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Indian Christians struggle for legitimacy

Church must fight for its piece of post-election pie

  • John Dayal, New Delhi
  • India
  • June 19, 2014
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The Christian community, barring pockets of influence in Kerala and the northeastern states, has never been seen as relevant to Indian political discourse. Official census statistics put Christian numbers at 2.3 percent of the population. It was always a small number, far behind Muslims whose population is variously estimated from 13 to 15 percent of India's 1.2 billion people. 

It is not just the minuscule numbers that impact on the social, economic and political fortunes of the Christian community. Their dispersal across India is very skewed, with the small northeastern states of Mizoram, Nagaland and Meghalaya having a Christian majority, and the tribal areas of central India between at 2 to 4 percent. Goa at 27 percent and Kerala with 19 percent are the other major concentrations. The southern states of Tamil Nadu and Andhra also have sizeable populations, especially among Dalit Christians.

But the population in the rest of the country would be invisible if not for the spires and crosses of the various churches that dot the skylines.

This geographic demography has major political implications for the community, which reflects in their abysmal strength in parliament and state legislatures. In fact, in most north Indian state legislatures, there are no Christians at all. In the national Lok Sabha, or Lower House of parliament, the number of Christians has been steadily declining. There were said to be less than 10 Christian members in the Lower House after the last general election.

Contrast this with the other small minority, the Sikhs, who represent about 2 percent of the population. The Sikhs are concentrated largely in the Punjab, where they constitute the dominant social and economic groups, and all but monopolize political power. Because of Punjab's proximity to Delhi, they also wield tremendous clout with the national government.

Muslims have traditionally been politically important, although economically they are among the most backward in the country. Though their numbers too have declined in parliament, their concentrations in a large number of parliamentary constituencies have made political parties woo them assiduously. The right wing Hindu nationalist groups, particularly the ruling Bharatiya Janata Party, calls this "vote bank politics" presuming Muslims to be some sort of a pocket borough for the Congress Party and such socialist groups as the Samajwadi Party and the Janata Dal.

Bharatiya Janata leaders have  consistently accused Congress of pandering to Muslims, describing it as "minority appeasement". In political battles, the party and its associated cadres of the Rashtriya Swayamsewak Sangh have used this argument to polarize the people and consolidate a collective Hindu response, alienating Muslims in the recent electoral campaign. The Hindu consolidation was a major factor in the rout of Congress, despite the populist policies and development programs during its 10-year rule.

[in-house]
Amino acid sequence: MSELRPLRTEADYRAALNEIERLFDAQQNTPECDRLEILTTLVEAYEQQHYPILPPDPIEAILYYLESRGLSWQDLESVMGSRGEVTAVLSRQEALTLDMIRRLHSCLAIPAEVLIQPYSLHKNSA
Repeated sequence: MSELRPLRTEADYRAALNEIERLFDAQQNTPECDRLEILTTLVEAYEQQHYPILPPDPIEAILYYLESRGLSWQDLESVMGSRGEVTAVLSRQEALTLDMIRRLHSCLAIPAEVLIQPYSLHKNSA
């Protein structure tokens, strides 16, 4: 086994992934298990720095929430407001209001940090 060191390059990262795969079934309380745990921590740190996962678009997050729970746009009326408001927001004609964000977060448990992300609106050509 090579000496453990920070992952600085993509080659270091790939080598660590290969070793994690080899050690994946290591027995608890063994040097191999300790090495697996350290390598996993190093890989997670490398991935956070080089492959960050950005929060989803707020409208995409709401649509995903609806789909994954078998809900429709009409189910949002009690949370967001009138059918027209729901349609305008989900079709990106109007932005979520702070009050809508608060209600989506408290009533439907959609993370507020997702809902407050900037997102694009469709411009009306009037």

The new government of Prime Minister Narendra Modi has in a way tried to wave an olive branch, if only to soothe fears among religious minorities from emboldened Hindu fundamentalist groups, who have already started shouting for an extremely nationalistic agenda that includes dismantling personal laws of Muslims, and the construction of a Ram temple at the disputed site of the Babri mosque in the holy city of Ayodhya in Uttar Pradesh.

Modi has tried to reach out to Muslims without alienating his core group of supporters. In his inaugural speech in the Lok Sabha, Modi said, "If one organ of the body remains weak, the body cannot be termed as healthy. We are committed to this. We don't see it as appeasement. We have to do focused activity to change lives of Muslims; they cannot be left behind in development."

Modi did not mention the Christian community in his long speech. He has not appointed a Christian minister to his cabinet. His party has not indicated that it even knows about the needs of the community, whose tribal, Dalit and rural poor are among the most deprived segments in Indian society.

An utter lack of unity among the Christian community and Church leadership is a major reason that the community has not been able to assert its rights within the government. The Congress regime was also guilty of ignoring Christians. Barring a few cronies among the Congress leadership, the community found little representation in government or the development discourse. The Congress turned its face from the long standing demand of Dalit Christians to constitutional rights given to those professing other faiths. Congress governments passed several anti-conversion laws in the states. And although the perpetrators were members of the notorious Sangh Parivar groups, Congress governments did little to check the persecution of Christians and violence against churches and pastors in many parts of the country.

The Christian leadership is yet to fully understand the long term implications of the Bharatiya Janata Party coming to power. There is little discussion or reflection on the political changes the country has seen. It will have to hone its tools of advocacy to make some space for itself in the national development discourse. Above all, it would perhaps have to participate more fully in grassroots political processes, training its youth in civil rights, and aligning itself with civil society. There is little it can do by itself.

John Dayal is the general secretary of the All India Christian Council and a member of the Indian government's National Integration Council.

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